Some issues can be solved with better tools or better processes. In most of our workplaces, we tend to reach for tools and processes by default, because they feel easier to implement. But as often as not, it’s not a technology problem. It’s a people problem. And the solution actually involves communication skills, or effective dialogue.

So let’s say it is someone in the marketing department who is pushing to have an obtrusive newsletter sign-up form get shoved in the user’s face. Talk to them. Figure out what their goals are—what outcome are they hoping to get to. If they don’t seem to understand the user-experience implications, talk to them about that. But it needs to be a two-way conversation. You need to understand what they need before you start telling them what you want.

I realise that makes it sound patronisingly simple, and I know that in actuality it’s a sisyphean task. It may be that genuine understanding between people is the wickedest of design problems. But even if this problem seems insurmoutable, at least you’d be tackling the right problem.

Because the web can’t survive like this.

Friday, April 10th, 2020

Playing The Green Mountain (reel) on mandolin:

https://thesession.org/tunes/166

https://www.youtube.com/watch?v=O86UxqP8MTU

Web Share API test

Remember a while back I wrote about some odd behaviour with the Web Share API in Safari on iOS?

When the share() method is triggered, iOS provides multiple ways of sharing: Messages, Airdrop, email, and so on. But the simplest option is the one labelled “copy”, which copies to the clipboard.

Here’s the thing: if you’ve provided a text parameter to the share() method then that’s what’s going to get copied to the clipboard—not the URL.

That’s a shame. Personally, I think the url field should take precedence.

Tess filed a bug soon after, which was very gratifying to see.

Now Phil has put together a test case:

  1. Share URL, title, and text
  2. Share URL and title
  3. Share URL and text

Very handy! The results (using the “copy” to clipboard action) are somewhat like rock, paper, scissors:

  • URL beats title,
  • text beats URL,
  • nothing beats text.

So it’s more like rock, paper, high explosives.

Monday, April 6th, 2020

The beauty of modern mobile websites · Pushing Pixels

Two observations of websites on mobile devices today:

  1. They are beautifully designed, with great typography, clear branding, all optimized for readability.
  2. I had to install Firefox, Adblock Plus and uBlock Origin, as well as manually select and remove additional elements such as subscription overlays.

Both observations are the result of conscious design decisions.

Monday, March 30th, 2020

To-Do Terrarium

I love this little to-do app! Every time you tick something off your list, something grows in your virtual terrarium. Lovely!

Wednesday, March 25th, 2020

I Don’t Care What Google or Apple or Whomever Did | Adrian Roselli

Cargo cultism is not a strategy:

Apple and Google get it wrong just as often as the rest of us.

Monday, March 23rd, 2020

Workshop Countdown Clock

Here’s a nifty little progressive web app that Trys whipped up so that Clearlefties running workshops remotely still get to have their beloved countdown clock.

Wednesday, March 11th, 2020

How big tech hijacked its sharpest, funniest critics - MIT Technology Review

How design fiction was co-opted. A piece by Tim Maughan with soundbites from Julian Bleecker, Anab Jain, and Scott Smith.

Tuesday, March 3rd, 2020

Telling the story of performance

At Clearleft, we’ve worked with quite a few clients on site redesigns. It’s always a fascinating process, particularly in the discovery phase. There’s that excitement of figuring out what’s currently working, what’s not working, and what’s missing completely.

The bulk of this early research phase is spent diving into the current offering. But it’s also the perfect time to do some competitor analysis—especially if we want some answers to the “what’s missing?” question.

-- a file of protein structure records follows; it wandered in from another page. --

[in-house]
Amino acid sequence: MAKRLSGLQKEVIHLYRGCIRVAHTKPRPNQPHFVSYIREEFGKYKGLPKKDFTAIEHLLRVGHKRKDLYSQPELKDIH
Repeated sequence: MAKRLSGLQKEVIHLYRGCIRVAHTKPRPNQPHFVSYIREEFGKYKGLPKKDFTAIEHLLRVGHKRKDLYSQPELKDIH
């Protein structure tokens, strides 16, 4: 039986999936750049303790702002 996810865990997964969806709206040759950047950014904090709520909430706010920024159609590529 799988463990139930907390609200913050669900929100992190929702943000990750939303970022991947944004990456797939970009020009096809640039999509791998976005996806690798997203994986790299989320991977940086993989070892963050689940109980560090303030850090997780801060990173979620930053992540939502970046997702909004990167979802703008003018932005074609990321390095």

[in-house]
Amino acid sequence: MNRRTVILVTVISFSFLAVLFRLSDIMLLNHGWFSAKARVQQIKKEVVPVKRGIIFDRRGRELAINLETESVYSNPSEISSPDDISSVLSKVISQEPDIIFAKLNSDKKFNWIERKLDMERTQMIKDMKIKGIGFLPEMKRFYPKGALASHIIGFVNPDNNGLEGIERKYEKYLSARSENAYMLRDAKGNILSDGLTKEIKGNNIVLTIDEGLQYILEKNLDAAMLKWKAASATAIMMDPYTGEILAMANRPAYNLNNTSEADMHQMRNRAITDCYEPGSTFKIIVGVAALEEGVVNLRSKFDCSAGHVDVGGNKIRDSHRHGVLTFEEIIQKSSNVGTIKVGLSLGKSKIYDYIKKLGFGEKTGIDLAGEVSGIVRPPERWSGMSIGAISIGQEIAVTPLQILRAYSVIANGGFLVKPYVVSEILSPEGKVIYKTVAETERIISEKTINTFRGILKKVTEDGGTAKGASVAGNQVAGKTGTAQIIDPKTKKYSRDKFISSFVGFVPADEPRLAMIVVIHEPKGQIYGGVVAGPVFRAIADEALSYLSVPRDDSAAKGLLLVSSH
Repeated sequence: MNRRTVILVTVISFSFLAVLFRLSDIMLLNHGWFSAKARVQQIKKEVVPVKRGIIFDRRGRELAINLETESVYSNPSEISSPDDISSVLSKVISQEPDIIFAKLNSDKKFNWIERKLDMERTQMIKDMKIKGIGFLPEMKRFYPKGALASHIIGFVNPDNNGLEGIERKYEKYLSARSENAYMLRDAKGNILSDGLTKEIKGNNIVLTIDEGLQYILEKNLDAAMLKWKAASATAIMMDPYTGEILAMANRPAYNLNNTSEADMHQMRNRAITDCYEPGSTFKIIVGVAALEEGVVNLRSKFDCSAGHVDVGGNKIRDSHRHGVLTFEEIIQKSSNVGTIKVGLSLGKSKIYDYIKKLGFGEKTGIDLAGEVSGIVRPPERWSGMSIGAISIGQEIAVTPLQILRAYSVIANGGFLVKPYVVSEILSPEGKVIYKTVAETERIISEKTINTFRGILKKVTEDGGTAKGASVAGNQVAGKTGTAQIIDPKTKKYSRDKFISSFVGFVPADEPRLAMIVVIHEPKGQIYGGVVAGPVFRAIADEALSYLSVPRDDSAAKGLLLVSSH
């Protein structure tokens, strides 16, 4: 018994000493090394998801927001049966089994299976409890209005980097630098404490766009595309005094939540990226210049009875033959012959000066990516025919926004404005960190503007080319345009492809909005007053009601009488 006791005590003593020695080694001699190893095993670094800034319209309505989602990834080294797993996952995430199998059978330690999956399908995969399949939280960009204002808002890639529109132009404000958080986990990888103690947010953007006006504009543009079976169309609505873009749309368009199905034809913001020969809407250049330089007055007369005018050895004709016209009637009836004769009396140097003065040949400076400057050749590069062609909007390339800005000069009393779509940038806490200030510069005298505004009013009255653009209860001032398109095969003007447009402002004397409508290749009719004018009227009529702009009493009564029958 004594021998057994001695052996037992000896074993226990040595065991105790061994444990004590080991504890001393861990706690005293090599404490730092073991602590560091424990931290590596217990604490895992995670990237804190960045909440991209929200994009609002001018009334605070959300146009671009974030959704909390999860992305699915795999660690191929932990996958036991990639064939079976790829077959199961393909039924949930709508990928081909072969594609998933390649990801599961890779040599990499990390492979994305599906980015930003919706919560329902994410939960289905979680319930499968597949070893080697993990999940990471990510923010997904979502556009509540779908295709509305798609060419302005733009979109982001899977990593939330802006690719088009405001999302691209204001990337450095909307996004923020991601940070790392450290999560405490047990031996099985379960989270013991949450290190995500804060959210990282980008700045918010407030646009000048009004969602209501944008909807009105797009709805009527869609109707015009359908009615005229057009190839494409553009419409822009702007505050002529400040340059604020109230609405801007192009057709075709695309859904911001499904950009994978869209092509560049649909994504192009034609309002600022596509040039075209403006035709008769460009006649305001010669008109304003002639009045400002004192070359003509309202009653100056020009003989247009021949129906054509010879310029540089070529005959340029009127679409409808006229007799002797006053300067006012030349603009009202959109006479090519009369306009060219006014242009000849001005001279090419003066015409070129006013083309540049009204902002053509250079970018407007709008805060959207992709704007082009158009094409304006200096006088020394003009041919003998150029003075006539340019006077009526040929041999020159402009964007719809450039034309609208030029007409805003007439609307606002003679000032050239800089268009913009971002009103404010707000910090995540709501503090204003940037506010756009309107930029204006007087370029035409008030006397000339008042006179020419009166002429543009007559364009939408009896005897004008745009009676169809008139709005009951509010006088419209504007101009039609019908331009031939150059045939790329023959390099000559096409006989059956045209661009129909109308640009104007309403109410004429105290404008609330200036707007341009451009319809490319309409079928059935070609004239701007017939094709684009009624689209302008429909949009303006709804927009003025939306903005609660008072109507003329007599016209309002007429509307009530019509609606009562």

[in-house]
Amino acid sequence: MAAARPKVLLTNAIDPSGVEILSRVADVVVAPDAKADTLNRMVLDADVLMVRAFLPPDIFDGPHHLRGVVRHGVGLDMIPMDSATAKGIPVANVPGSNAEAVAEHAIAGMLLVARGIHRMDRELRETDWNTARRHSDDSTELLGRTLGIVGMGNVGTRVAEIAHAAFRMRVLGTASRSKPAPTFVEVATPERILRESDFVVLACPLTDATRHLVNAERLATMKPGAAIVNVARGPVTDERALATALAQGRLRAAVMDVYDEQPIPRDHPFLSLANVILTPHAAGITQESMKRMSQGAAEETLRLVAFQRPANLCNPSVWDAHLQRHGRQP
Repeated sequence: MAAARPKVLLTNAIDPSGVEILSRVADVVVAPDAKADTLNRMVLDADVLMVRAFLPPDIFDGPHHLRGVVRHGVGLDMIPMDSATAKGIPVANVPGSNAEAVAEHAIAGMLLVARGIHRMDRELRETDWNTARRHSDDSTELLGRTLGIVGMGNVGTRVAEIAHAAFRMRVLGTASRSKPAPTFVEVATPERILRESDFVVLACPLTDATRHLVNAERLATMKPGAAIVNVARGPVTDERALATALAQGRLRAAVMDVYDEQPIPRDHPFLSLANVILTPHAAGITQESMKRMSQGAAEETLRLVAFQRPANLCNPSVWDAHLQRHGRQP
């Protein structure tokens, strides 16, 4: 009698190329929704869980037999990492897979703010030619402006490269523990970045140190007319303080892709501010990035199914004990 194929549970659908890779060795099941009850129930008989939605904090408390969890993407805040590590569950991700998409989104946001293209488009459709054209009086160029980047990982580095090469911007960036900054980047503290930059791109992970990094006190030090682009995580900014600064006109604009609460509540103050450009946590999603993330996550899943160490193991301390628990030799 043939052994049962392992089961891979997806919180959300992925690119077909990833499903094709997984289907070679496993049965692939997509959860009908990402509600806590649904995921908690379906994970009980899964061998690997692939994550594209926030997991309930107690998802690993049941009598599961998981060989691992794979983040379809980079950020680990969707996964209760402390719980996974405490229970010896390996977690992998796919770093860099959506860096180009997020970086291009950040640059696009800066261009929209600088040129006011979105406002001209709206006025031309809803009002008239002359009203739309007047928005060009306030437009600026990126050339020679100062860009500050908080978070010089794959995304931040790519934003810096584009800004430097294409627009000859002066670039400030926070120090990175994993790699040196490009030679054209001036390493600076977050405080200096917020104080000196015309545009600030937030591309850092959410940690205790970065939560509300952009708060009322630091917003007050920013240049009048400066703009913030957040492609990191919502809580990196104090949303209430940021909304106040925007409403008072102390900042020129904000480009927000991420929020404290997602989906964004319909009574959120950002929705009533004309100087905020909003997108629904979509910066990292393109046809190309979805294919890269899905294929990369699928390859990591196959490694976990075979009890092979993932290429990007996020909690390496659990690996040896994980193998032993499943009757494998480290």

It’s not all about missing features though. Execution is equally important. Our clients want to know how their users’ experience shapes up compared to the competition. And when it comes to user experience, performance is a huge factor. As Andy says, performance is a UX problem.

There’s no shortage of great tools out there for measuring (and monitoring) performance metrics, but they’re mostly aimed at developers. Quite rightly. Developers are the ones who can solve most performance issues. But that does make the tools somewhat impenetrable if you don’t speak the language of “time to first byte” and “first contentful paint”.

When we’re trying to show our clients the performance of their site—or their competitors—we need to tell a story.

Web Page Test is a terrific tool for measuring performance. It can also be used as a story-telling tool.

You can go to webpagetest.org/easy if you don’t need to tweak settings much beyond the typical site visit (slow 3G on mobile). Pop in your client’s URL and, when the test is done, you get a valuable but impenetrable waterfall chart. It’s not exactly the kind of thing I’d want to present to a client.

Fortunately there’s an attention-grabbing output from each test: video. Download the video of your client’s site loading. Then repeat the test with the URL of a competitor. Download that video too. Repeat for as many competitor URLs as you think appropriate.

Now take those videos and play them side by side. Presentation software like Keynote is perfect for showing multiple videos like this.

This is so much more effective than showing a table of numbers! Clients get to really feel the performance difference between their site and their competitors.

Running all those tests can take time though. But there are some other tools out there that can give a quick dose of performance information.

SpeedCurve recently unveiled Page Speed Benchmarks. You can compare the performance of sites within a particualar sector like travel, retail, or finance. By default, you’ll get a filmstrip view of all the sites loading side by side. Click through on each one and you can get the video too. It might take a little while to gather all those videos, but it’s quicker than using Web Page Test directly. And it might be that the filmstrip view is impactful enough for telling your performance story.